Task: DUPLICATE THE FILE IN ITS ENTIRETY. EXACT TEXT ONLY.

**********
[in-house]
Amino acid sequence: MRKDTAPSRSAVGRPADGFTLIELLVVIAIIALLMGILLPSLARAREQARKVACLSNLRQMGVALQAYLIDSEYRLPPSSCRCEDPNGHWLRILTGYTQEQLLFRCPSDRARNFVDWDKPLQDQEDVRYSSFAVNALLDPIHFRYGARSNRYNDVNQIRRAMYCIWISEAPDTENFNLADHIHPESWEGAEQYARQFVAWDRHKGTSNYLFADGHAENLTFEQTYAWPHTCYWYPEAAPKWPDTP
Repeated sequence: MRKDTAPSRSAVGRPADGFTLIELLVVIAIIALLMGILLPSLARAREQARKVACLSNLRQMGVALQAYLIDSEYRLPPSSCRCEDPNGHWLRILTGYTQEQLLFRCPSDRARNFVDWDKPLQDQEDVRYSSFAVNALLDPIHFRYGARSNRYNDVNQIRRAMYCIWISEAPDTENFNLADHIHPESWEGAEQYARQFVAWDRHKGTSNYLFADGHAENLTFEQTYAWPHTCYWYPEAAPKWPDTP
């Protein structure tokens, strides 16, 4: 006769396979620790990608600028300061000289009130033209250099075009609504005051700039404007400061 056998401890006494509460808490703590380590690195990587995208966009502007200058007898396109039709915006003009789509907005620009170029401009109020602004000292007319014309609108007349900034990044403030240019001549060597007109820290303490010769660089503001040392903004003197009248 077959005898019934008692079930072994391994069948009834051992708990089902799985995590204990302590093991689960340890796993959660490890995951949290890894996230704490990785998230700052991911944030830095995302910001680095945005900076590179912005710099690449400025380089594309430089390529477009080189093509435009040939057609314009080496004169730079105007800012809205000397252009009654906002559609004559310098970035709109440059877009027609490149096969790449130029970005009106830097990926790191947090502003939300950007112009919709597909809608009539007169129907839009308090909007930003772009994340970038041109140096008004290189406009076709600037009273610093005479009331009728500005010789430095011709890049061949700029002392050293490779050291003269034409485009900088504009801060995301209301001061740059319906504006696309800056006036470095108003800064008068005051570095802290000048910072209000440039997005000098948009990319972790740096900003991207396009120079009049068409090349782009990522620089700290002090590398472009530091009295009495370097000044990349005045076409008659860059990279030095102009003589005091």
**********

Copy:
[in-house]
Amino acid sequence: MRKDTAPSRSAVGRPADGFTLIELLVVIAIIALLMGILLPSLARAREQARKVACLSNLRQMGVALQAYLIDSEYRLPPSSCRCEDPNGHWLRILTGYTQEQLLFRCPSDRARNFVDWDKPLQDQEDVRYSSFAVNALLDPIHFRYGARSNRYNDVNQIRRAMYCIWISEAPDTENFNLADHIHPESWEGAEQYARQFVAWDRHKGTSNYLFADGHAENLTFEQTYAWPHTCYWYPEAAPKWPDTP
Repeated sequence: MRKDTAPSRSAVGRPADGFTLIELLVVIAIIALLMGILLPSLARAREQARKVACLSNLRQMGVALQAYLIDSEYRLPPSSCRCEDPNGHWLRILTGYTQEQLLFRCPSDRARNFVDWDKPLQDQEDVRYSSFAVNALLDPIHFRYGARSNRYNDVNQIRRAMYCIWISEAPDTENFNLADHIHPESWEGAEQYARQFVAWDRHKGTSNYLFADGHAENLTFEQTYAWPHTCYWYPEAAPKWPDTP
């Protein structure tokens, strides 16, 4: 006769396979620790990608600028300061000289009130033209250099075009609504005051700039404007400061 056998401890006494509460808490703590380590690195990587995208966009502007200058007898396109039709915006003009789509907005620009170029401009109020602004000292007319014309609108007349900034990044403030240019001549060597007109820290303490010769660089503001040392903004003197009248 077959005898019934008692079930072994391994069948009834051992708990089902799985995590204990302590093991689960340890796993959660490890995951949290890894996230704490990785998230700052991911944030830095995302910001680095945005900076590179912005710099690449400025380089594309430089390529477009080189093509435009040939057609314009080496004169730079105007800012809205000397252009009654906002559609004559310098970035709109440059877009027609490149096969790449130029970005009106830097990926790191947090502003939300950007112009919709597909809608009539007169129907839009308090909007930003772009994340970038041109140096008004290189406009076709600037009273610093005479009331009728500005010789430095011709890049061949700029002392050293490779050291003269034409485009900088504009801060995301209301001061740059319906504006696309800056006036470095108003800064008068005051570095802290000048910072209000440039997005000098948009990319972790740096900003991207396009120079009049068409090349782009990522620089700290002090590398472009530091009295009495370097000044990349005045076409008659860059990279030095102009003589005091």